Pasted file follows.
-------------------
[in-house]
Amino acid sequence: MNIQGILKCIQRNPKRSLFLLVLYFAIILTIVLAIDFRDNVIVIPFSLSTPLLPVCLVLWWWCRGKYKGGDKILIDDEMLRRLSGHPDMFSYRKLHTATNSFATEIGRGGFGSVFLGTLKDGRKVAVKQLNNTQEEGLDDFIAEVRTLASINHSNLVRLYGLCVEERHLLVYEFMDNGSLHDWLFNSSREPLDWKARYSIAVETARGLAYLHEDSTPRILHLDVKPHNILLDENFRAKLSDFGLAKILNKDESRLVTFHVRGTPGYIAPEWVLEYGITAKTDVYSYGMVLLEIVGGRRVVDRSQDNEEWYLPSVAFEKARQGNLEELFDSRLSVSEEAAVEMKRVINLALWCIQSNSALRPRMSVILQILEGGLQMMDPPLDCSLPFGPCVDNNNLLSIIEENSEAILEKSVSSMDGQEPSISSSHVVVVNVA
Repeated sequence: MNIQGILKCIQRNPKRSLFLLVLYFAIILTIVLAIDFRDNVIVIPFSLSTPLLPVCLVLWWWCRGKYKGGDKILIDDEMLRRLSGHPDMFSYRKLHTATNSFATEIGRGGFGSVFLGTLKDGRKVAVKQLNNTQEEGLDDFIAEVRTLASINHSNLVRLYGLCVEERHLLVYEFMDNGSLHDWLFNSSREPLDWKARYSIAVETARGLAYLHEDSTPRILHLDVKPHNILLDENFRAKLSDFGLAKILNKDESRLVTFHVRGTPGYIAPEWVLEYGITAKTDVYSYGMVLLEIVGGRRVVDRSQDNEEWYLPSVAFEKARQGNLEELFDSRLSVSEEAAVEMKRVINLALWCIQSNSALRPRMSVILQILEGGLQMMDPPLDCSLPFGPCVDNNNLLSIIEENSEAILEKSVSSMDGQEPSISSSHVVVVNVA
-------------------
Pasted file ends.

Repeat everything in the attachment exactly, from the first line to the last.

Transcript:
[in-house]
Amino acid sequence: MNIQGILKCIQRNPKRSLFLLVLYFAIILTIVLAIDFRDNVIVIPFSLSTPLLPVCLVLWWWCRGKYKGGDKILIDDEMLRRLSGHPDMFSYRKLHTATNSFATEIGRGGFGSVFLGTLKDGRKVAVKQLNNTQEEGLDDFIAEVRTLASINHSNLVRLYGLCVEERHLLVYEFMDNGSLHDWLFNSSREPLDWKARYSIAVETARGLAYLHEDSTPRILHLDVKPHNILLDENFRAKLSDFGLAKILNKDESRLVTFHVRGTPGYIAPEWVLEYGITAKTDVYSYGMVLLEIVGGRRVVDRSQDNEEWYLPSVAFEKARQGNLEELFDSRLSVSEEAAVEMKRVINLALWCIQSNSALRPRMSVILQILEGGLQMMDPPLDCSLPFGPCVDNNNLLSIIEENSEAILEKSVSSMDGQEPSISSSHVVVVNVA
Repeated sequence: MNIQGILKCIQRNPKRSLFLLVLYFAIILTIVLAIDFRDNVIVIPFSLSTPLLPVCLVLWWWCRGKYKGGDKILIDDEMLRRLSGHPDMFSYRKLHTATNSFATEIGRGGFGSVFLGTLKDGRKVAVKQLNNTQEEGLDDFIAEVRTLASINHSNLVRLYGLCVEERHLLVYEFMDNGSLHDWLFNSSREPLDWKARYSIAVETARGLAYLHEDSTPRILHLDVKPHNILLDENFRAKLSDFGLAKILNKDESRLVTFHVRGTPGYIAPEWVLEYGITAKTDVYSYGMVLLEIVGGRRVVDRSQDNEEWYLPSVAFEKARQGNLEELFDSRLSVSEEAAVEMKRVINLALWCIQSNSALRPRMSVILQILEGGLQMMDPPLDCSLPFGPCVDNNNLLSIIEENSEAILEKSVSSMDGQEPSISSSHVVVVNVA